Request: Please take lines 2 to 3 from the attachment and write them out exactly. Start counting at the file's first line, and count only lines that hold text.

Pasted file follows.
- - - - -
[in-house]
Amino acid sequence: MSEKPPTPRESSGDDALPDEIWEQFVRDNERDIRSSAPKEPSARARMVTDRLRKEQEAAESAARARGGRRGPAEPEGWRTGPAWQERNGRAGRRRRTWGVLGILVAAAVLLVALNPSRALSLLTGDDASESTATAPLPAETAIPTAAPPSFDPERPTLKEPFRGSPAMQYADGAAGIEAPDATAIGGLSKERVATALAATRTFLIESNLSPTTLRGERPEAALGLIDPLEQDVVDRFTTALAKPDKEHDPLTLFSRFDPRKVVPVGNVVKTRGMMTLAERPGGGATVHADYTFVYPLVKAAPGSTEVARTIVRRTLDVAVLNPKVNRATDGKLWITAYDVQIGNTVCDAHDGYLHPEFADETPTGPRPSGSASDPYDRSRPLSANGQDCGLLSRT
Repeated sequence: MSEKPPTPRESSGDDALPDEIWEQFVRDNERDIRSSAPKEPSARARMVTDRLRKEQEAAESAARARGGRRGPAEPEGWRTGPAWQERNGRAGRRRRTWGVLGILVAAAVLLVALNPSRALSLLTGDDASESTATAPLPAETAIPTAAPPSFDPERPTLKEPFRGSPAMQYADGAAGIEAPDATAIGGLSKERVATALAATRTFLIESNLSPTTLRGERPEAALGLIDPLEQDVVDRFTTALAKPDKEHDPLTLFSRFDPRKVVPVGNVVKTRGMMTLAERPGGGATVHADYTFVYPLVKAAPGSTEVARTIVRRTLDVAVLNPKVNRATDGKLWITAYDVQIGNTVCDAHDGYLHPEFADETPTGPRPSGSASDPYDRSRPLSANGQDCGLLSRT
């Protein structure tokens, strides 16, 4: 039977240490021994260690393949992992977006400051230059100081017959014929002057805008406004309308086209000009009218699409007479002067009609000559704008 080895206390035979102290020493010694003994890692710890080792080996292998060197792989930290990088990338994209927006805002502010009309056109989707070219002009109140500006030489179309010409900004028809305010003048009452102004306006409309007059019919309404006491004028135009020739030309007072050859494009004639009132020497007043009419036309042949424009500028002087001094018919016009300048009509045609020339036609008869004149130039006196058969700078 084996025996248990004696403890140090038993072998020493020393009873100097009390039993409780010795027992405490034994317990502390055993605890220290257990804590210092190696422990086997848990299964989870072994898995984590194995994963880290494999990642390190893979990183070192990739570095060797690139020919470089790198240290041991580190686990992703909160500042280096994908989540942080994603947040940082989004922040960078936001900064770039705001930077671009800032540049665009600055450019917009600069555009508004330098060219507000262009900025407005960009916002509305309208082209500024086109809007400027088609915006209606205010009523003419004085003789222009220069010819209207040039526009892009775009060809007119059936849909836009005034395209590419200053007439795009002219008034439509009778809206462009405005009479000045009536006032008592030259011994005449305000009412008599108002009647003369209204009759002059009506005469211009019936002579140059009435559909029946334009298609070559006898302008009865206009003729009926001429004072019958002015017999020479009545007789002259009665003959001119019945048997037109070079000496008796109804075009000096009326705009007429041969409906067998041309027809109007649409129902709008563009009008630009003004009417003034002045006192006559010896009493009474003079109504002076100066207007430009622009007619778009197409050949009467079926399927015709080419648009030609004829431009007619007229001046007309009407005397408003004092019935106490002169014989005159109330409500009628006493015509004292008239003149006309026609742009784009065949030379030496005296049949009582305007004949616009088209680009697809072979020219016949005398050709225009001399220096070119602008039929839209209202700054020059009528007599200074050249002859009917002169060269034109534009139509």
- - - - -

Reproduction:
Amino acid sequence: MSEKPPTPRESSGDDALPDEIWEQFVRDNERDIRSSAPKEPSARARMVTDRLRKEQEAAESAARARGGRRGPAEPEGWRTGPAWQERNGRAGRRRRTWGVLGILVAAAVLLVALNPSRALSLLTGDDASESTATAPLPAETAIPTAAPPSFDPERPTLKEPFRGSPAMQYADGAAGIEAPDATAIGGLSKERVATALAATRTFLIESNLSPTTLRGERPEAALGLIDPLEQDVVDRFTTALAKPDKEHDPLTLFSRFDPRKVVPVGNVVKTRGMMTLAERPGGGATVHADYTFVYPLVKAAPGSTEVARTIVRRTLDVAVLNPKVNRATDGKLWITAYDVQIGNTVCDAHDGYLHPEFADETPTGPRPSGSASDPYDRSRPLSANGQDCGLLSRT
Repeated sequence: MSEKPPTPRESSGDDALPDEIWEQFVRDNERDIRSSAPKEPSARARMVTDRLRKEQEAAESAARARGGRRGPAEPEGWRTGPAWQERNGRAGRRRRTWGVLGILVAAAVLLVALNPSRALSLLTGDDASESTATAPLPAETAIPTAAPPSFDPERPTLKEPFRGSPAMQYADGAAGIEAPDATAIGGLSKERVATALAATRTFLIESNLSPTTLRGERPEAALGLIDPLEQDVVDRFTTALAKPDKEHDPLTLFSRFDPRKVVPVGNVVKTRGMMTLAERPGGGATVHADYTFVYPLVKAAPGSTEVARTIVRRTLDVAVLNPKVNRATDGKLWITAYDVQIGNTVCDAHDGYLHPEFADETPTGPRPSGSASDPYDRSRPLSANGQDCGLLSRT